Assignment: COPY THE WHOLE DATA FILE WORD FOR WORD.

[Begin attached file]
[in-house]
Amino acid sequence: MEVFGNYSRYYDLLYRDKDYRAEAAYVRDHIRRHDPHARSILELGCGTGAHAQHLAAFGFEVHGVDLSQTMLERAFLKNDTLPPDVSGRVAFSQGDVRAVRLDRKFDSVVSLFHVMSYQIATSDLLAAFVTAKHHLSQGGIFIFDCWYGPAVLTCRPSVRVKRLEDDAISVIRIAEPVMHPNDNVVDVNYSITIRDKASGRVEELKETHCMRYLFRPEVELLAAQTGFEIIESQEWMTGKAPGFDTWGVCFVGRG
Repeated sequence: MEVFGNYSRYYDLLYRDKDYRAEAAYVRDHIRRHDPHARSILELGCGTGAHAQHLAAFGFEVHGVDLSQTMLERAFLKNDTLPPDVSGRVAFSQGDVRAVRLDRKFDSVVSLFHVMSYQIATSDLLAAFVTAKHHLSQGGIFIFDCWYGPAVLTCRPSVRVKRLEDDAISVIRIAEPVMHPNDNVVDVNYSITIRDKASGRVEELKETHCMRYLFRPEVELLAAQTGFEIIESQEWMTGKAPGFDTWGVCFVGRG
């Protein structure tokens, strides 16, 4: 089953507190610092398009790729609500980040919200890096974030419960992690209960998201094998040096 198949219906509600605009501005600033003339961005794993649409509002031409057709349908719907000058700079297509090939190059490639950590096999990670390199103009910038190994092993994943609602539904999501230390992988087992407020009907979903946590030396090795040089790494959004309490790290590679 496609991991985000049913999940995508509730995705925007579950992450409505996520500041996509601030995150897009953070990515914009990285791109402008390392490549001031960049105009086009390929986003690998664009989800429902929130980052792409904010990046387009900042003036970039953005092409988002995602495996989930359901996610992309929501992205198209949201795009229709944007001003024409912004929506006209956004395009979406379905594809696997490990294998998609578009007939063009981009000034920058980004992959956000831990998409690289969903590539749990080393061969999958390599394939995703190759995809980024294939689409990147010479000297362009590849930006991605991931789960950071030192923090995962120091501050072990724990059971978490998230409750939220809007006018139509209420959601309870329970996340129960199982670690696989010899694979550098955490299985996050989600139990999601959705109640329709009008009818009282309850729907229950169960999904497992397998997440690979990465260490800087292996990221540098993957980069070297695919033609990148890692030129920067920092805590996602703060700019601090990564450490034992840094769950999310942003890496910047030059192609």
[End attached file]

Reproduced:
[in-house]
Amino acid sequence: MEVFGNYSRYYDLLYRDKDYRAEAAYVRDHIRRHDPHARSILELGCGTGAHAQHLAAFGFEVHGVDLSQTMLERAFLKNDTLPPDVSGRVAFSQGDVRAVRLDRKFDSVVSLFHVMSYQIATSDLLAAFVTAKHHLSQGGIFIFDCWYGPAVLTCRPSVRVKRLEDDAISVIRIAEPVMHPNDNVVDVNYSITIRDKASGRVEELKETHCMRYLFRPEVELLAAQTGFEIIESQEWMTGKAPGFDTWGVCFVGRG
Repeated sequence: MEVFGNYSRYYDLLYRDKDYRAEAAYVRDHIRRHDPHARSILELGCGTGAHAQHLAAFGFEVHGVDLSQTMLERAFLKNDTLPPDVSGRVAFSQGDVRAVRLDRKFDSVVSLFHVMSYQIATSDLLAAFVTAKHHLSQGGIFIFDCWYGPAVLTCRPSVRVKRLEDDAISVIRIAEPVMHPNDNVVDVNYSITIRDKASGRVEELKETHCMRYLFRPEVELLAAQTGFEIIESQEWMTGKAPGFDTWGVCFVGRG
């Protein structure tokens, strides 16, 4: 089953507190610092398009790729609500980040919200890096974030419960992690209960998201094998040096 198949219906509600605009501005600033003339961005794993649409509002031409057709349908719907000058700079297509090939190059490639950590096999990670390199103009910038190994092993994943609602539904999501230390992988087992407020009907979903946590030396090795040089790494959004309490790290590679 496609991991985000049913999940995508509730995705925007579950992450409505996520500041996509601030995150897009953070990515914009990285791109402008390392490549001031960049105009086009390929986003690998664009989800429902929130980052792409904010990046387009900042003036970039953005092409988002995602495996989930359901996610992309929501992205198209949201795009229709944007001003024409912004929506006209956004395009979406379905594809696997490990294998998609578009007939063009981009000034920058980004992959956000831990998409690289969903590539749990080393061969999958390599394939995703190759995809980024294939689409990147010479000297362009590849930006991605991931789960950071030192923090995962120091501050072990724990059971978490998230409750939220809007006018139509209420959601309870329970996340129960199982670690696989010899694979550098955490299985996050989600139990999601959705109640329709009008009818009282309850729907229950169960999904497992397998997440690979990465260490800087292996990221540098993957980069070297695919033609990148890692030129920067920092805590996602703060700019601090990564450490034992840094769950999310942003890496910047030059192609």